Day 16: Book an iTalki lesson

iTalki is an affordable way to connect with professional language teachers and community tutors online.

This challenge is just a guide, so if you do not want to spend any money on online tutoring, you absolutely don’t have to! Skip the day (rest is good, too!) or exchange it for something else, like working through a lesson in your textbook.

Day 17: Write a diary entry about your day

Journaling in your target language is a great way to start producing sentences of your own.

Find some writing prompts for your language journal here.

Day 18: Make a short self-introduction video

You don’t have to show your video to anyone if you are shy, but it is a good idea to get a trusted teacher or native speaking friend to take a look so they can help correct any mistakes.

Day 19: Learn a short poem or nursery rhyme in your target language

Children’s books like this one (in English and Chinese) are great for finding easy rhymes and poems.

Day 20: Learn an idiom

Getting to grips with idiomatic expressions in a new language can be tricky, but idioms are fun to learn and using them in speech will help you sound more sophisticated. 

Day 21: Write down 10 words and their antonyms

This is a good way to expand your vocabulary using words you already know. You can also try looking up synonyms and other related words or phrases.

Day 22: Read one page of a book

Reading is one of the best ways to learn vocabulary in context. If you are a beginner, you can start out with children’s picture books or a familiar story (like The Little Prince) in translation.

Day 23: Look up the lyrics to a song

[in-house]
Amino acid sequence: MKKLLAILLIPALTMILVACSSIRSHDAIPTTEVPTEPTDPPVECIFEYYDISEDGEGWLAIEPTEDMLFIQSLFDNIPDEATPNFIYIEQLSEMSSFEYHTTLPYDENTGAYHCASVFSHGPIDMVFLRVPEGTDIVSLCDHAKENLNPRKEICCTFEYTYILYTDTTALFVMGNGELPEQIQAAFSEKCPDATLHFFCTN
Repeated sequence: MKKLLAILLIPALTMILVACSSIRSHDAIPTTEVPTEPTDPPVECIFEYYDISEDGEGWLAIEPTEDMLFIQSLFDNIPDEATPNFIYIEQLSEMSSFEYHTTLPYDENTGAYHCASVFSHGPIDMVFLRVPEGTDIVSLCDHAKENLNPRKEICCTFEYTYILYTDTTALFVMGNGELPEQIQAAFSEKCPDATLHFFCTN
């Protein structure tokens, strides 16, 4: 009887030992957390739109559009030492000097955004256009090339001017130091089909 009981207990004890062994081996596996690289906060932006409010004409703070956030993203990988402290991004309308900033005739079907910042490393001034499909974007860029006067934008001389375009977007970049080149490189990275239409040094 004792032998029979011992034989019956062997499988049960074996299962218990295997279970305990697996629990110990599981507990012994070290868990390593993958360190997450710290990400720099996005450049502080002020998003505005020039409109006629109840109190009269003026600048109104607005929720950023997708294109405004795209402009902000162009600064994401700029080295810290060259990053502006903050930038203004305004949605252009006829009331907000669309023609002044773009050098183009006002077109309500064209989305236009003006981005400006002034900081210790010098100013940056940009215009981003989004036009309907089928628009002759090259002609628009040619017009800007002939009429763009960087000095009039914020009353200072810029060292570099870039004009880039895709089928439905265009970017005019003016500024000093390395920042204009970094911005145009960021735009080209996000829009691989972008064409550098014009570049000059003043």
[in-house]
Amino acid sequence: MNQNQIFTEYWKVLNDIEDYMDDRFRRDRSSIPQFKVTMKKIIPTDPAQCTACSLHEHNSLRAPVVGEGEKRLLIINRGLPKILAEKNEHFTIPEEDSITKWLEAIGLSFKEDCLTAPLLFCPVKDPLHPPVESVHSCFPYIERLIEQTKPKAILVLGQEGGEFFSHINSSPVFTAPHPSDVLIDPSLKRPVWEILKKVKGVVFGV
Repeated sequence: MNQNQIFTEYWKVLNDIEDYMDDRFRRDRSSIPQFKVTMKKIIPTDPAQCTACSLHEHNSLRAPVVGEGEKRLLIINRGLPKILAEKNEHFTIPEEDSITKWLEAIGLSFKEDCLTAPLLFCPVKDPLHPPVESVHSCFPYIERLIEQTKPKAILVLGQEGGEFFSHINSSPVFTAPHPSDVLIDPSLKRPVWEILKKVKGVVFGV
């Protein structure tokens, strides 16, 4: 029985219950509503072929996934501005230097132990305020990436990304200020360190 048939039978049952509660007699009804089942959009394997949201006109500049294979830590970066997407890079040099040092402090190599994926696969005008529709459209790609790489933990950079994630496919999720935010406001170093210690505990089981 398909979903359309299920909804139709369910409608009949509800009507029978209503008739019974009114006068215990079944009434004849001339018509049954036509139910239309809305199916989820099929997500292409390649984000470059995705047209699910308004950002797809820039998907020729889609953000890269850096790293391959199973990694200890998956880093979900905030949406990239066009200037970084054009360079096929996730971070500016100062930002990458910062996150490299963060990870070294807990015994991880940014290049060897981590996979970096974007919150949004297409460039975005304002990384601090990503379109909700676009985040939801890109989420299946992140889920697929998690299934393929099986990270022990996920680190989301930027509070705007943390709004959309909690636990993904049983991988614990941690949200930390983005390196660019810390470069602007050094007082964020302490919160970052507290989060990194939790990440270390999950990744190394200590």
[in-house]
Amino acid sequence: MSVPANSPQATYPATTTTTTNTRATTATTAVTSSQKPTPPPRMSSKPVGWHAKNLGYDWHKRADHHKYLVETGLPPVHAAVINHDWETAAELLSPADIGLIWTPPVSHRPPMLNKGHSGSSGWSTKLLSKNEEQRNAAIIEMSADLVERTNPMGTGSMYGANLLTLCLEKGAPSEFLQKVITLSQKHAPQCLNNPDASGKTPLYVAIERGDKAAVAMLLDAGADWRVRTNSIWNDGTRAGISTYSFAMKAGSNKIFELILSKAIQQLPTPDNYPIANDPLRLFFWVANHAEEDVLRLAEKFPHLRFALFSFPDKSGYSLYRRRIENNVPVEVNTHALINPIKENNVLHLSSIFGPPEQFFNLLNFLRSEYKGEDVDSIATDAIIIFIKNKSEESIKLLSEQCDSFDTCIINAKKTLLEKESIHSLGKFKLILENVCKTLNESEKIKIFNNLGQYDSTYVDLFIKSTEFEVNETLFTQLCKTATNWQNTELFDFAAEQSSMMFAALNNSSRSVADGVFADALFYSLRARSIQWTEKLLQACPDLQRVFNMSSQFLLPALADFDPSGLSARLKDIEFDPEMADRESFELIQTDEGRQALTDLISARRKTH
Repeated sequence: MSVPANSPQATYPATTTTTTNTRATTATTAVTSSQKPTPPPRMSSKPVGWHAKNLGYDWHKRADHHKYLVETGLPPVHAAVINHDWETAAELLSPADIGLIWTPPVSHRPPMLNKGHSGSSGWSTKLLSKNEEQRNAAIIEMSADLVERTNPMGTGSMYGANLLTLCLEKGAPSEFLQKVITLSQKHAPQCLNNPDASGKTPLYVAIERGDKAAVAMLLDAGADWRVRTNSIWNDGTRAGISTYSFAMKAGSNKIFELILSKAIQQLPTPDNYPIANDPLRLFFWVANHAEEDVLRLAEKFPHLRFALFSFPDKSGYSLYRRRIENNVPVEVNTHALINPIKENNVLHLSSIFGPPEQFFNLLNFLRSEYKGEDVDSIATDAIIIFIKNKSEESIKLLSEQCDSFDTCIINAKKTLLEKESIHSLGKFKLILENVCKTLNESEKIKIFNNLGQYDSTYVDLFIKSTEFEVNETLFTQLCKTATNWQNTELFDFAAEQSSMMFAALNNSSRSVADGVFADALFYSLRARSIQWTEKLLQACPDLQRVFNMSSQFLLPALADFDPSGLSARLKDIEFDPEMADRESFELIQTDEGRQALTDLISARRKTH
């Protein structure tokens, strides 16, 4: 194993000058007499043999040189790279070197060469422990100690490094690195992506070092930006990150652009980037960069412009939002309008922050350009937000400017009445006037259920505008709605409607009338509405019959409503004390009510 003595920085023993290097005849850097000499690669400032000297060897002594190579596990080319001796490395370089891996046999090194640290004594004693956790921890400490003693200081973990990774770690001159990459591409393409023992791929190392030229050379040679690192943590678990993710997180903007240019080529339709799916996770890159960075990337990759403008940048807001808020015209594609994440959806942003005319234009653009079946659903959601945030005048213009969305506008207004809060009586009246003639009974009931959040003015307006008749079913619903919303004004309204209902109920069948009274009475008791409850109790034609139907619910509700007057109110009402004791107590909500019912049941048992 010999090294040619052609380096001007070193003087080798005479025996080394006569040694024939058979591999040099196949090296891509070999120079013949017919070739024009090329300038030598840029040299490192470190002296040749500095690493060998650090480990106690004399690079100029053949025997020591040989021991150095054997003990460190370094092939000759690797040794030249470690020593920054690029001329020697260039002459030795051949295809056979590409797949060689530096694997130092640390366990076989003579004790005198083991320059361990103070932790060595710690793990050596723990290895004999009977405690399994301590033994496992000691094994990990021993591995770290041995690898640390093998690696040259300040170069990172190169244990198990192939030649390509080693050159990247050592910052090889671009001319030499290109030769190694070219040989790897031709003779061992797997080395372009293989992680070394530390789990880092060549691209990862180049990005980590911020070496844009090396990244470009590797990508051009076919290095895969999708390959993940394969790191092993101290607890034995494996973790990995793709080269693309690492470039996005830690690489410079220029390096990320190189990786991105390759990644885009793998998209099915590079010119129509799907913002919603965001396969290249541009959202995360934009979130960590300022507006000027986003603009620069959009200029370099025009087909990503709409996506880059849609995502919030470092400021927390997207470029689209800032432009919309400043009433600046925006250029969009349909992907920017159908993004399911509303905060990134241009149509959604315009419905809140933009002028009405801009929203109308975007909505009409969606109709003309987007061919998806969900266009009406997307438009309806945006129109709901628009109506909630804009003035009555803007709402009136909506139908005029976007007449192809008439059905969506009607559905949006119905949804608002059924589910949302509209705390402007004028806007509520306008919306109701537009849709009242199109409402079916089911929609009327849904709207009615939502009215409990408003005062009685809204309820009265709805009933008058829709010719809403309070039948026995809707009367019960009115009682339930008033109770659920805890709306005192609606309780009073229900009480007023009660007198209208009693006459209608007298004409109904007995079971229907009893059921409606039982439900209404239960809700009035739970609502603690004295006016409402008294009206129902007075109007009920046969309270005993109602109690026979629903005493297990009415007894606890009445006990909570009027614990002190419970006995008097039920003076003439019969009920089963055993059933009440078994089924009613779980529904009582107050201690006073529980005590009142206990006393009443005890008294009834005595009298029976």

Music is a fun way to learn a new language. Here are some useful tips on learning a language through songs.

Day 24: Take a mock language test

Treat it as a real test and set a timer based on the time allocation of the test. Score your test and use your results to identify any weak points.

Day 25: Change your phone language settings for a day

We use our phones 96 times a day, so changing your phone language for a while is a great immersion exercise.

Day 26: Write a grocery list in your target language

Next time you go to the grocery store, write out your shopping list in your target language..

Day 27: Arrange an online language exchange

Not sure what to talk about with your language exchange partner? Check out these 100 conversation starters.

Day 28: Play a word game

Try word games like crosswords, word searches, word matching and Boggle or look for foreign language editions of classic games like Spanish Madlibs.

Day 29: Learn a joke

Impress your native friends by learning a funny joke in your target language.

Day 30: Describe an interesting picture

Find a picture from a magazine or online that interests you and try to describe it in your target language. This can be as simple as merely describing what you see (for example, ‘The girl is wearing a red dress’) to more complex thoughts (for example, building a fictional narrative around the image).

Are you joining the 30-Day Language Challenge? Let me know how you’re getting along in the comments below!